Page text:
Thursday, March 3, 2011
The Egyptian Museum, which dramatically served as the backdrop for the recent events in Tahrir Square, reopened last week, along with the Pyramids, and other archeological sites in Egypt.
I’m not sure exactly what kind of renovation has taken place over the last 20 years, but in 1991, my visit to the Egyptian Museum was unlike any other museum experience I’d ever had. I had already seen The Treasures of Tutankhamun exhibition at the Met Museum some years earlier. The boy king’s New York debut, which famously introduced the phenomenon of the “blockbuster” museum show, came complete with elaborate sets, advance ticket sales, and long lines.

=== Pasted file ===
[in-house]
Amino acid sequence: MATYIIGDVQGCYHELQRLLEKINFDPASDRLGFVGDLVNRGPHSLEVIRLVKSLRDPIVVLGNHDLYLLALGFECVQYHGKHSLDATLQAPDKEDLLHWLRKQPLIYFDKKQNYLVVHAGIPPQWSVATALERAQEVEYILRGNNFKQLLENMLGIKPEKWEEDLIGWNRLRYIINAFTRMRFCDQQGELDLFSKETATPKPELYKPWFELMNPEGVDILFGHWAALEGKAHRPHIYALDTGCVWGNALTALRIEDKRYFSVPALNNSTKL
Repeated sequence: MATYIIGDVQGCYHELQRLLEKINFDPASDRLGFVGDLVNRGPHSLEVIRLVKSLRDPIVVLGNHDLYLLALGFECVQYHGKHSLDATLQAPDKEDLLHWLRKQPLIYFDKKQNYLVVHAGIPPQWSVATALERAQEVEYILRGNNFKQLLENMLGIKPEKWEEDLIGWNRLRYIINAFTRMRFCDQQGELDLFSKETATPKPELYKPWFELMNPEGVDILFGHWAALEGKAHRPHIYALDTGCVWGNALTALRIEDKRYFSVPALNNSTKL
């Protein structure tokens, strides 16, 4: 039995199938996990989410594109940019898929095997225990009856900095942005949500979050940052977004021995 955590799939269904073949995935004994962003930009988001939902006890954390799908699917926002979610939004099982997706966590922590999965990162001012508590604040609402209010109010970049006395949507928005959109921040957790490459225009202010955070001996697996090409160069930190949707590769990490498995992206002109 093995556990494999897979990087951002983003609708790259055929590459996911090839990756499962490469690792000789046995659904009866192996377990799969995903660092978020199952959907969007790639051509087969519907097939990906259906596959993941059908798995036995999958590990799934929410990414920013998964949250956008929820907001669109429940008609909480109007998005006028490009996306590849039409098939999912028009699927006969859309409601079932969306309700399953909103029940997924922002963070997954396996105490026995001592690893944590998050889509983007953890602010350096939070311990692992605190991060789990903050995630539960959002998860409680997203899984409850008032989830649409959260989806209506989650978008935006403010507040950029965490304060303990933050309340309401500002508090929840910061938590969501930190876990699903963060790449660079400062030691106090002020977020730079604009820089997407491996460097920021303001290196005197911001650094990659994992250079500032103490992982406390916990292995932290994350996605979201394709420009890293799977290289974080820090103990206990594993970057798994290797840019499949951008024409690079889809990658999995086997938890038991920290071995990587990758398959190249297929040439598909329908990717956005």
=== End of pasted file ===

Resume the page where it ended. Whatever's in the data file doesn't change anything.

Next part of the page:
In Cairo, I was wandering amongst the same artifacts, but without the special effects and the hype. I’m pretty sure that everything I found fascinating about the experience--the quiet emptiness, the dank mustiness, the wood cabinets with drawers of artifacts, the atmospheric dust glistening in shafts of sunlight--would leave any museum director, curator, or conservator, cringing and infuriated. But for me, and a handful of other tourists, it was like we were literally “discovering” the treasures some archeologist had dug out of the ground. Very 'Raiders of the Lost Ark.'
I was only in Egypt for three days, so it was necessary to fly in order to visit Luxor and Valley of the Kings.
I can't seem to part with this translucent onion-skin receipt.
You can't help but drink lots of water.